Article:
The Delhi High Court clearly bars lab technicians from verifying medical test reports and they can just perform tests and note their technical analysis. But the countersignature of a pathologist, registered with the medical council is a must to convert them into a certified report, observed the high court.
Justice Vibhu Bakhru on September 15, 2017, has ruled out the possibility of pathology laboratory technicians to certify medical test reports by performing tests. These orders have been made on a petition moved by Association of Clinical Microbiologists and Biochemists (ACMB) against Medical Council of India (MCI) on June 14, 2017, had communicated the decision of its executive committee that all lab reports should be signed/countersigned by persons registered with MCI/State Medical Councils. Association of Clinical Microbiologists and Biochemists stated that it is against the members valuable right to conduct their trade and profession. ACMB also stated that the announced result is without jurisdiction and contrary to Section 15(2) of the Indian Medical Council Act, 1956 (IMC Act).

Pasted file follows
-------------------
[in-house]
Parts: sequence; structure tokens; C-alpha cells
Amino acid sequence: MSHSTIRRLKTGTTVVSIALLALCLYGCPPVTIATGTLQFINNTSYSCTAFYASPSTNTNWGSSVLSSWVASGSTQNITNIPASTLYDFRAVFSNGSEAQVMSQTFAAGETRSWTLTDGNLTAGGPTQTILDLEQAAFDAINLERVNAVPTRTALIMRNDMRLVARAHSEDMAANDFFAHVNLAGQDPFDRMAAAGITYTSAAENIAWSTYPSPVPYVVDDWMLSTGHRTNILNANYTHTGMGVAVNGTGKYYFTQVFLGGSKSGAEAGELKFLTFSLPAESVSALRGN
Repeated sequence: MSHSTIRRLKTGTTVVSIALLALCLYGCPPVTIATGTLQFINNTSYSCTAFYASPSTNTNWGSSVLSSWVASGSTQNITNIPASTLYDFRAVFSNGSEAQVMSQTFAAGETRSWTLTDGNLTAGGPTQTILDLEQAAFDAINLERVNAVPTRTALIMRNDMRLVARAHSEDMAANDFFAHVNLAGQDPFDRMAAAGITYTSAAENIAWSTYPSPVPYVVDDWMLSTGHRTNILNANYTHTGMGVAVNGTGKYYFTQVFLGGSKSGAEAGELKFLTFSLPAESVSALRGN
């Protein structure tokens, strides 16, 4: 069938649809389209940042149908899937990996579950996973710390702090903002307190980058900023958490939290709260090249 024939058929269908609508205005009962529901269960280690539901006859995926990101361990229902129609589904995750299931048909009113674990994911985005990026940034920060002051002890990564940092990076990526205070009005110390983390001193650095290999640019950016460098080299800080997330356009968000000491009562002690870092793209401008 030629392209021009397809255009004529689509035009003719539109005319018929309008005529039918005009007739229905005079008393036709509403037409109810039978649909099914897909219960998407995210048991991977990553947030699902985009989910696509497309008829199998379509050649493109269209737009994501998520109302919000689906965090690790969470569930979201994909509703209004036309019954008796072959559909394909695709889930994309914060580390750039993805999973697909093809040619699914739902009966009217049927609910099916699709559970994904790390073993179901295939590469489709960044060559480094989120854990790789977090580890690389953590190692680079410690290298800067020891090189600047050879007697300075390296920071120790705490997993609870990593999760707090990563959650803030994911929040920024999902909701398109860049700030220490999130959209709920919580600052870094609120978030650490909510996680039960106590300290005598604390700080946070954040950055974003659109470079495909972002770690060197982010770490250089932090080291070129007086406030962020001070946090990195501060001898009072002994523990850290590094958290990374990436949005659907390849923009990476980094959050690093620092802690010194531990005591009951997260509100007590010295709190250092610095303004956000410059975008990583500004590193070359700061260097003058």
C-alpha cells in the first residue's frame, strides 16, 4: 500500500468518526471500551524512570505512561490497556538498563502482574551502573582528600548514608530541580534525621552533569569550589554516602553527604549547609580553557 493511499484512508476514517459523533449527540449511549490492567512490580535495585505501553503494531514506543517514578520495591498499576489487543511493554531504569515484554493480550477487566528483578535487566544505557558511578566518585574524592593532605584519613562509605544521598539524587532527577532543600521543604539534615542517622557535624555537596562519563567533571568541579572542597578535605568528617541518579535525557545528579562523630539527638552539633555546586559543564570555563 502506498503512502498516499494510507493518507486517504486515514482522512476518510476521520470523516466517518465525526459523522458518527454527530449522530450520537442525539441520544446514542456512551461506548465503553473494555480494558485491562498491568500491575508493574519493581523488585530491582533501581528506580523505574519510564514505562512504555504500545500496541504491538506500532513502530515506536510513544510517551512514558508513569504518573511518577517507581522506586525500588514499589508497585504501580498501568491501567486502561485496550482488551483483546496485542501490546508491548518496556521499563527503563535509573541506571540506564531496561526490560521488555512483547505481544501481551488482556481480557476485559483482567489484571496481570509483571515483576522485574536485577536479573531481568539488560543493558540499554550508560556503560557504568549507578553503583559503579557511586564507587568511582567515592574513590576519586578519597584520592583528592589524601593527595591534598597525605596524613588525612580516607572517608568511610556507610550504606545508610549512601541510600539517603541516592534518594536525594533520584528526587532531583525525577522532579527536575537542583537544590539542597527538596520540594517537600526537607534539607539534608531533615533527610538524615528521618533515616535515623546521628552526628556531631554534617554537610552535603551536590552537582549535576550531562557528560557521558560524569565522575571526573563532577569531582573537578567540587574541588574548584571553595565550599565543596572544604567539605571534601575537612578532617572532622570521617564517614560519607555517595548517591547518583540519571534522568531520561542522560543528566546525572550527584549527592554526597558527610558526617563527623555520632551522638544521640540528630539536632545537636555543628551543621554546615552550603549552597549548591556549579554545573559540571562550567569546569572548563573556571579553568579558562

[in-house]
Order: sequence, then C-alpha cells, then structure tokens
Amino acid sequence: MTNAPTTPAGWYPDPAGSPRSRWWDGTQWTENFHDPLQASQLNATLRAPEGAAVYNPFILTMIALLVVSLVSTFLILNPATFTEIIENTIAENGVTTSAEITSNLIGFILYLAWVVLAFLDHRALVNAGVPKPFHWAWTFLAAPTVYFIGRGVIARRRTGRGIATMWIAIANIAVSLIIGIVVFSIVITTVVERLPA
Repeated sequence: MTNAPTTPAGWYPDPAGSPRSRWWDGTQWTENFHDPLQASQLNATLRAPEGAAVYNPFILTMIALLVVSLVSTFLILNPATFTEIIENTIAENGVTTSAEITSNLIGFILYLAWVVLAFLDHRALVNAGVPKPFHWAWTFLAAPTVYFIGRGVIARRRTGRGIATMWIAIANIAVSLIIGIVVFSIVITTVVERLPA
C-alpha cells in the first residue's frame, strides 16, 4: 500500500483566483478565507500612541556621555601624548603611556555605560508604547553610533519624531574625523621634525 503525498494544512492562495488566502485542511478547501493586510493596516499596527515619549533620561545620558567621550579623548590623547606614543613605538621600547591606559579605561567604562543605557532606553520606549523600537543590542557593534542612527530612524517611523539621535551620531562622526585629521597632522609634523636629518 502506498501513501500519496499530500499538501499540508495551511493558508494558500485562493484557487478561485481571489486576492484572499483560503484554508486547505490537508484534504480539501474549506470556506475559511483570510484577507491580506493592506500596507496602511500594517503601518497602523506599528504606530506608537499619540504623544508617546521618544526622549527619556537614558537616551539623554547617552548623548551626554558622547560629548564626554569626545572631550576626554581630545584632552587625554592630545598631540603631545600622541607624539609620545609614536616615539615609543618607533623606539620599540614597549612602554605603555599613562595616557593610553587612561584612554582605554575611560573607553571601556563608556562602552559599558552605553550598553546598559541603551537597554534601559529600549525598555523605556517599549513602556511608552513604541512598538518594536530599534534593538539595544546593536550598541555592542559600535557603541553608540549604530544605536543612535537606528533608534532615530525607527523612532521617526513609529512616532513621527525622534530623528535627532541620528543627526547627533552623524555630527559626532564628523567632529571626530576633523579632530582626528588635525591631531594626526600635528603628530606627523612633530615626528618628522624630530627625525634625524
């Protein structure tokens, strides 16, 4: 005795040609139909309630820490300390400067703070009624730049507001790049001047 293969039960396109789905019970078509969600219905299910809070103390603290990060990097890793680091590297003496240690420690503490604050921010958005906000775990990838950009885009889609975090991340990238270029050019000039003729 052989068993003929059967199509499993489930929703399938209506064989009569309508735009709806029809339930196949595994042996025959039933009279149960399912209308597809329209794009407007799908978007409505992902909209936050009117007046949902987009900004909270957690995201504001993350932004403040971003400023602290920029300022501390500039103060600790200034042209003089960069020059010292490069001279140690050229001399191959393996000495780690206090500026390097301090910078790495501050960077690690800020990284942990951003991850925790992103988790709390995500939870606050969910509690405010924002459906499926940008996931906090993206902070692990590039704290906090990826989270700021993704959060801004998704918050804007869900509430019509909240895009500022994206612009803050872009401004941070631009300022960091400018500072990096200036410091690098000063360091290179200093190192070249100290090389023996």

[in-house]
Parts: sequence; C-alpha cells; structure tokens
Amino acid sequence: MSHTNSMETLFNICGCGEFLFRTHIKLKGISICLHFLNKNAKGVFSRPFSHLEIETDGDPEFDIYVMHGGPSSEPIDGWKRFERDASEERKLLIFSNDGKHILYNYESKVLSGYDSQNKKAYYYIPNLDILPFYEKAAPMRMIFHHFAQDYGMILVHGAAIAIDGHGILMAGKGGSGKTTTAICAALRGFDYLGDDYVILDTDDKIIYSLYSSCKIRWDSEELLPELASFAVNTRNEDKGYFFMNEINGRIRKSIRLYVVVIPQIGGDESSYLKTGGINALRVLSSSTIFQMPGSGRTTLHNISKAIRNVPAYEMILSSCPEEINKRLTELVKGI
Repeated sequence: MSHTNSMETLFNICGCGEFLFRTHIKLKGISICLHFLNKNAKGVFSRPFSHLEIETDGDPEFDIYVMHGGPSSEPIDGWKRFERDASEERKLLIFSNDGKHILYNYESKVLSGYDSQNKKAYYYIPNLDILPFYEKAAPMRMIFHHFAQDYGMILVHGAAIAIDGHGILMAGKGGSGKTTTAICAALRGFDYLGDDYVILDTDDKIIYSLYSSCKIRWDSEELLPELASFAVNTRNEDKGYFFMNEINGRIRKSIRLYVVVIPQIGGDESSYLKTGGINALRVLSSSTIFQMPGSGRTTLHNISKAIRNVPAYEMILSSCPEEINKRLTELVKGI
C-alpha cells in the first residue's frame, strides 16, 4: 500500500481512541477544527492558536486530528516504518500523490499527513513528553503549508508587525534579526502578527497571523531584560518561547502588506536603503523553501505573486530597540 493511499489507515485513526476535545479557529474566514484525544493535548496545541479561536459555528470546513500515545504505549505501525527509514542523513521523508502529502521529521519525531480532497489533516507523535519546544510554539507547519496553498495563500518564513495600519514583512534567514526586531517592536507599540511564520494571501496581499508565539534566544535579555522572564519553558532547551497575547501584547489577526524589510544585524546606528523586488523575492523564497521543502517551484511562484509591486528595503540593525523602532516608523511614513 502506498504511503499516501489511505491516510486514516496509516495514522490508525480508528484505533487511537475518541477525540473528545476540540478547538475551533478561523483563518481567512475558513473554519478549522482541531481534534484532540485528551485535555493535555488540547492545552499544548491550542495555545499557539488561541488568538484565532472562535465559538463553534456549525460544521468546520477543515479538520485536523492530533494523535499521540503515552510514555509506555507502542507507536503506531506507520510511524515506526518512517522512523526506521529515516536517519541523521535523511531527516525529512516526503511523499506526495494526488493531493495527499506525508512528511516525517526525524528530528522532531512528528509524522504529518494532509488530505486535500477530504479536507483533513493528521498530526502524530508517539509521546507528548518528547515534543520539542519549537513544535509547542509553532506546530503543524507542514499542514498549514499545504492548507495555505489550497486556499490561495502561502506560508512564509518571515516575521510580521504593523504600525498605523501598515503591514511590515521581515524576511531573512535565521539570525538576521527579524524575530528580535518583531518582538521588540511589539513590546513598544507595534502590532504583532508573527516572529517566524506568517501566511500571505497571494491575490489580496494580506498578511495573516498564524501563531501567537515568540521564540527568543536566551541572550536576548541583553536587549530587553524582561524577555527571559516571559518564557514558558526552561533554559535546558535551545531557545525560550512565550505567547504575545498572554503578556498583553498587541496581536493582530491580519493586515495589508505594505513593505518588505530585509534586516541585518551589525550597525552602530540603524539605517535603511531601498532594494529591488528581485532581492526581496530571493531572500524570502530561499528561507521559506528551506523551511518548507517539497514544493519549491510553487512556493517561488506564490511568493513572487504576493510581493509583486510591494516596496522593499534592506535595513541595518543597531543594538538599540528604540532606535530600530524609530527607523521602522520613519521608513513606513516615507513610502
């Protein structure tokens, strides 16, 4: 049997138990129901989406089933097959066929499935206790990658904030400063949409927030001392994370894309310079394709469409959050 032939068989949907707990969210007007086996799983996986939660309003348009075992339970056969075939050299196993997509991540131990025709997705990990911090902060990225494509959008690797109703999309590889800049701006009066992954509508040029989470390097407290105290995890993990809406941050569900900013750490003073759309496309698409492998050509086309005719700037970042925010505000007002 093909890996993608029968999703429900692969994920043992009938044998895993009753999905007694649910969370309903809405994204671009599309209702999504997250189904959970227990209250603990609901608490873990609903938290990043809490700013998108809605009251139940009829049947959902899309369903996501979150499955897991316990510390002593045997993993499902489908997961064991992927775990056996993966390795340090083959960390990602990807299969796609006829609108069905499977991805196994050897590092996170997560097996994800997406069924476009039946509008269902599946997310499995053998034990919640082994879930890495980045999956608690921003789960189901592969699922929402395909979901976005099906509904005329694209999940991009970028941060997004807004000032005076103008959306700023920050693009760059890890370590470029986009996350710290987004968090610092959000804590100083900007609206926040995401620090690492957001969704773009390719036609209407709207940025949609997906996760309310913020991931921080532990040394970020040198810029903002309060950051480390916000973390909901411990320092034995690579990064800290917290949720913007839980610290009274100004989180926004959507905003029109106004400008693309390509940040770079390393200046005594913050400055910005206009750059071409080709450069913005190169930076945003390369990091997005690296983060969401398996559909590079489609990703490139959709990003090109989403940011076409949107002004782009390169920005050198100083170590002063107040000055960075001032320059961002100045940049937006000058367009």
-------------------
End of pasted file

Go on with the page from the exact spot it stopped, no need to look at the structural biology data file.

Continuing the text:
ACMB said their technicians are highly experienced and engaged in testing but not have the degree of MBBS and/or MD degrees, so can’t register by the MCI or State Medical Councils. Association said the conducting and submitting test is not an easy job, it required skills and knowledge, and their experts have amply qualification to certify reports.
National Accreditation Board for Testing and Calibrating Laboratories, respondent no.3 is qualified to provide certification to pathology laboratories and no accreditation from MCI is required is also been stated. Vikas Singh drew court attention when stated clause (c) of Section 15(2) IMC Act which states no person other than a duly qualified medical practitioner is entitled to sign any medical report and said IMC Act not provide any framework for prescribing the standards for technicians engaged in a pathology laboratory. So members of association can’t sign a medical report or a medical certificate.
After hearing arguments from both, Justice Vibhu Bakhru concluded that any diagnosis must necessarily be co-signed by a qualified medical practitioner.